On August 15, 2017, EPA issued non-binding guidance providing insight of EPA’s expectations for states to assume regulation authority over coal combustion residuals (CCRs). Comments on this guidance are due September 14, 2017. Under the Water Infrastructure and Improvements for the Nation Act, states may develop their own CCR permit programs that are “at least as protective” as the federal CCR rule. EPA must review these programs at least every 12 years. Upon the submission of a program application by a state, EPA will have 180 days to act, which includes a period of public notice and comment. States may choose not to submit such a program, and instead opt to remain under the federal scheme.
A recent case decided by the North Carolina Court of Appeals held that an entity involved only in post-closure activities at a site may still be considered an “operator” for purposes of 15A NCAC 13A .0109(h), making the entity subject to closure and post-closure standards for hazardous waste treatment, storage, and disposal facilities.
As we previously reported, industry groups, including the American Chemistry Council, challenged the final Hazardous Waste Generator Improvements Rule (“Final Rule”) in the Court of Appeals for the D.C. Circuit on February 24, 2017. The Final Rule was published in the Federal Register on November 28, 2016 (a discussion of the Final Rule and its potential impacts can be found here). Since our previous post, some updates have occurred in the pending challenge.
On February 24, 2017, industry groups challenged the final Hazardous Waste Generator Improvements Rule (“Final Rule”) in the Court of Appeals for the D.C. Circuit. The long-anticipated Final Rule was published in the Federal Register on November 28, 2016 (81 Fed. Reg. 85732). Pursuant to Resource Conservation and Recovery Act (“RCRA”) section 7006, petitioners have ninety days from that date to challenge the rule in the D.C. Circuit. Because the ninety-day deadline to challenge the rule expired on Monday, February 27, 2017, no more challenges may be filed. A previous discussion of the Final Rule and its potential impacts can be found here.
On January 11, EPA proposed Superfund financial assurance regulations for the hardrock mining industry. The proposal requires owners and operators of certain types of hardrock mines and mineral processing facilities to give financial assurances of their ability to pay for potential releases of hazardous substances from their facilities, including Superfund cleanup costs, health assessment costs and natural resource damages (NRD).
On December 16, 2016, President Obama signed the Water Infrastructure Investment for the Nation Act (WIIN) (S. 612). As one of the last pieces of legislation by Congress this session, the Act gives the Environmental Protection Agency (EPA) authority to approve state permitting programs for coal combustion residuals units (CCR units). The Act also affects other areas of water resources, ranging from the remediation of lead piping in Flint, Michigan to studies addressing the California drought.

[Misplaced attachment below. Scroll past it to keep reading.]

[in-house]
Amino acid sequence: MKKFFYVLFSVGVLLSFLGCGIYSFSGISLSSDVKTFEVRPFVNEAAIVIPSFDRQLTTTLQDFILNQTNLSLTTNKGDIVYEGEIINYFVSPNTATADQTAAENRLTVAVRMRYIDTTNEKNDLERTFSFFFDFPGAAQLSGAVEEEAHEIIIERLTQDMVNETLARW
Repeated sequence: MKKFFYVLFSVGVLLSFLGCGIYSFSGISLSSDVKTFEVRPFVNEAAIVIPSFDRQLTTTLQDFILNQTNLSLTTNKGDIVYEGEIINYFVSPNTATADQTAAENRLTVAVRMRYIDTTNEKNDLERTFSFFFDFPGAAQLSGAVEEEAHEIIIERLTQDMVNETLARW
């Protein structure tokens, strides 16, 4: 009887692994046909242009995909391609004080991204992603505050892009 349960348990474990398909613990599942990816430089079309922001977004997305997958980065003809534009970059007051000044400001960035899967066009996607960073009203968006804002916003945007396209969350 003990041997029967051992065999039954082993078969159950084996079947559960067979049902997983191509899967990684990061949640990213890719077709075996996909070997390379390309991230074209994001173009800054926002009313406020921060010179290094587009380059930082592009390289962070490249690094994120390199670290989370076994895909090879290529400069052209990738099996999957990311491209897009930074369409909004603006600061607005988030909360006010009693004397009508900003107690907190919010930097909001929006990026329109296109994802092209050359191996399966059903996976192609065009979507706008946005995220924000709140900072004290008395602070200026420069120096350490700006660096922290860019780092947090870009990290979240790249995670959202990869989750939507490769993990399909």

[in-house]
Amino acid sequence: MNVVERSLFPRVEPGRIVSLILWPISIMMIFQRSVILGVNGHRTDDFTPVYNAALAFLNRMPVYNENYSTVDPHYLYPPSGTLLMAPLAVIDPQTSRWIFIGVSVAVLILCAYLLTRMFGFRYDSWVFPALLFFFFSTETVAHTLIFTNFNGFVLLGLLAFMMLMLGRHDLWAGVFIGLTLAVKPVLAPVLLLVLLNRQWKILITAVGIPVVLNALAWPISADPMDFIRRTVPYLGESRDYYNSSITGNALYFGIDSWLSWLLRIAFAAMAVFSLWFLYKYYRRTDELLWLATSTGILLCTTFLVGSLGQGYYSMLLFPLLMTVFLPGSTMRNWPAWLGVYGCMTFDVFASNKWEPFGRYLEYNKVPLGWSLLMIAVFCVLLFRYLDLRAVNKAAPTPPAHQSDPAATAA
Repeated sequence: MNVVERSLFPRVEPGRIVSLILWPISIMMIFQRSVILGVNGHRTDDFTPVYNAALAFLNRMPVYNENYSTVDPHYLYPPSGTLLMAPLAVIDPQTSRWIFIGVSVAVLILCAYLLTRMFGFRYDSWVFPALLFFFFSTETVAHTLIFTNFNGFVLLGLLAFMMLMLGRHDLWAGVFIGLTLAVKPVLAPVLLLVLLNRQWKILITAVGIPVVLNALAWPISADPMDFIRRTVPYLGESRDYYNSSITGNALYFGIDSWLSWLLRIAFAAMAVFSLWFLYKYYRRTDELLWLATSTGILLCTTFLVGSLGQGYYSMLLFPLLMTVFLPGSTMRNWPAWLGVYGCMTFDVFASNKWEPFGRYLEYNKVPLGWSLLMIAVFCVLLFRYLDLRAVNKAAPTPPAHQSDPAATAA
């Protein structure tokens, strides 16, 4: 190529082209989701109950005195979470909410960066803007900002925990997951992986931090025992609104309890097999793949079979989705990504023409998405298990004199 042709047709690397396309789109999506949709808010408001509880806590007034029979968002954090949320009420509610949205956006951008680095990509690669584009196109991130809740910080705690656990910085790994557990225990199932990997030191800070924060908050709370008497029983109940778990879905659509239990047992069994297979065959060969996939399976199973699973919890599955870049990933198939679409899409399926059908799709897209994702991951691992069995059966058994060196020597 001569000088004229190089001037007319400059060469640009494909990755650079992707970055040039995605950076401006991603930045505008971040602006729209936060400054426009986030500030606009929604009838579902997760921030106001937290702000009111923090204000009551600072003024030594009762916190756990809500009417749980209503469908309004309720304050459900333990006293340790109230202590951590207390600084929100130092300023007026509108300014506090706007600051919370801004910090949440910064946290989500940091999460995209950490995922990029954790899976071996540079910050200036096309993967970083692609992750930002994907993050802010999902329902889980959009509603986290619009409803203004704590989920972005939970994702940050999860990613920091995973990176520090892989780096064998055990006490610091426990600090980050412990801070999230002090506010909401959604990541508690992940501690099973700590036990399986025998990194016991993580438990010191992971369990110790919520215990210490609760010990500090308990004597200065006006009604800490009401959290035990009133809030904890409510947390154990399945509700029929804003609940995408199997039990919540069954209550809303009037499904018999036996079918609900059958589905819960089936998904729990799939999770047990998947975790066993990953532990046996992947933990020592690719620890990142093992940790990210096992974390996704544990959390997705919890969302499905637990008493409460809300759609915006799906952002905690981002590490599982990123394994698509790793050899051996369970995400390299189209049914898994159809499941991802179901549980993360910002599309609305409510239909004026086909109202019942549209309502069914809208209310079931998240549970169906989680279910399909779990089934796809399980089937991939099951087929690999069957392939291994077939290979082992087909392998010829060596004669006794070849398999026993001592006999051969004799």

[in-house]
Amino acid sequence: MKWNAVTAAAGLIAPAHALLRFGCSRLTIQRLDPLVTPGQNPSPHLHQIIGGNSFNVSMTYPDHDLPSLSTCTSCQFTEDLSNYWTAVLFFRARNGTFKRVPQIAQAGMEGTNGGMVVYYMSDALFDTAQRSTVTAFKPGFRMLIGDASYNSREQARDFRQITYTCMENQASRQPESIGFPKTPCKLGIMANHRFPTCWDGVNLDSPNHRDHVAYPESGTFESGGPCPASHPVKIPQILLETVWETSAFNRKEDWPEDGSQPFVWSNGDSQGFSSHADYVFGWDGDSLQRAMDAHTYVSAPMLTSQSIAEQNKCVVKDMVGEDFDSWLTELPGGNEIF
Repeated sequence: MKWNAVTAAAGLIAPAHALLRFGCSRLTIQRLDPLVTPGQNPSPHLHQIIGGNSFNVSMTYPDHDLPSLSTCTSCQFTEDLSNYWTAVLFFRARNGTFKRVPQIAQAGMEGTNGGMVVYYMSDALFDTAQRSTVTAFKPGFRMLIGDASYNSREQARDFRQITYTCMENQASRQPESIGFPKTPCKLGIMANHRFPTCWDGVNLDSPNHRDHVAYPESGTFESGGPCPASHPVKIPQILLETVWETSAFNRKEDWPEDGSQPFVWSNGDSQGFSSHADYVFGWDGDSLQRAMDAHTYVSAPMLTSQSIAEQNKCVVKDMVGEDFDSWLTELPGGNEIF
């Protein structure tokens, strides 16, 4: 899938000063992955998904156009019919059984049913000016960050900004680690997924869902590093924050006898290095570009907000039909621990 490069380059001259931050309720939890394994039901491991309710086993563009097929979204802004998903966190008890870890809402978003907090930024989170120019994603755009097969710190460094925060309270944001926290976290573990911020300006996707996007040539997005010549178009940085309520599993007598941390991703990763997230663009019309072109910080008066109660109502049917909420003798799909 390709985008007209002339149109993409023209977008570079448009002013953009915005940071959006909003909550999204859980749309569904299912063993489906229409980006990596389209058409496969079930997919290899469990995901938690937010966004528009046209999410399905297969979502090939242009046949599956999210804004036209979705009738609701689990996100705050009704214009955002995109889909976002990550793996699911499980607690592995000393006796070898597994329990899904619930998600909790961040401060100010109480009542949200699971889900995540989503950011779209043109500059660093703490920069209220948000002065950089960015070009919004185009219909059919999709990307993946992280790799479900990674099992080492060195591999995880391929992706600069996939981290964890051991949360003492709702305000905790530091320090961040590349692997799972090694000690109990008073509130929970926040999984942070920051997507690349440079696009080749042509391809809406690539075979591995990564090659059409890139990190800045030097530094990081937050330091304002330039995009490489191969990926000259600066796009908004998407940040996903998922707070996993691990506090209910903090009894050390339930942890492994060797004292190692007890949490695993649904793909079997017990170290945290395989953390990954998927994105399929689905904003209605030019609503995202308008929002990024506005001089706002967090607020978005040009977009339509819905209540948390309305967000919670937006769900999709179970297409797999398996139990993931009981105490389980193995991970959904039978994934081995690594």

Troutman Sanders attorneys Greg Blount and Karlie Webb are the authors of the Law360 article, “How New EPA Hazardous Waste Rule Impacts Retail Pharmacies” which examines the effect of the Hazardous Waste Generator Improvements Rule on retail pharmacies. See the full article here. The two will host a webinar on the Hazardous Waste Generator Improvements Rule on Friday, November 18 at 12 p.m. EST. For more information, click here.
Also, Miranda Yost and Andy Flavin authored the article, “Climate Change Litigants Get Creative.” The Law360 article discusses how a new wave of climate change claims is sweeping the country and how claimants are using a broad range of laws (not limited to just environmental), to pursue claims. To see the full article, click here.
You are invited to
A Webinar: The Hazardous Waste Generator Improvements Final Rule
Friday, November 18, 2016 12:00 – 1:00 p.m.
The final Hazardous Waste Generator Improvements Rule is Here!
Are you a hazardous waste generator? How will the EPA’s updates to the Hazardous Waste Generator Improvements Rule affect your business? Could your company be at risk for noncompliance?
On October 28, 2016, the EPA signed the final Hazardous Waste Generator Improvements Rule. This Rule has been long in the making and addresses various issues applicable to all hazardous waste generators, regardless of the amount of hazardous waste generated or industry sector. Other changes significantly alter requirements applicable to Large Quantity Generators and Small Quantity Generators.
Yesterday, October 31, 2016, U.S. EPA posted the pre-publication version of its final Hazardous Waste Generator Improvements Rule (“Final Generator Rule”). The Final Generator Rule was signed by EPA Administrator Gina McCarthy on October 28, 2016. This rule has been long in the making and addresses various issues applicable to all hazardous waste generators, regardless of the amount of hazardous waste generated or industry sector. Other changes significantly alter requirements applicable to Large Quantity Generators and Small Quantity Generators.
From recent discussions with the U.S. EPA, all indications are that the Hazardous Waste Generator Improvements Rule will be finalized any day now. Troutman Sanders’ Greg Blount and Karlie Webb will present a webinar update on the final rule shortly after publication. Please stay tuned!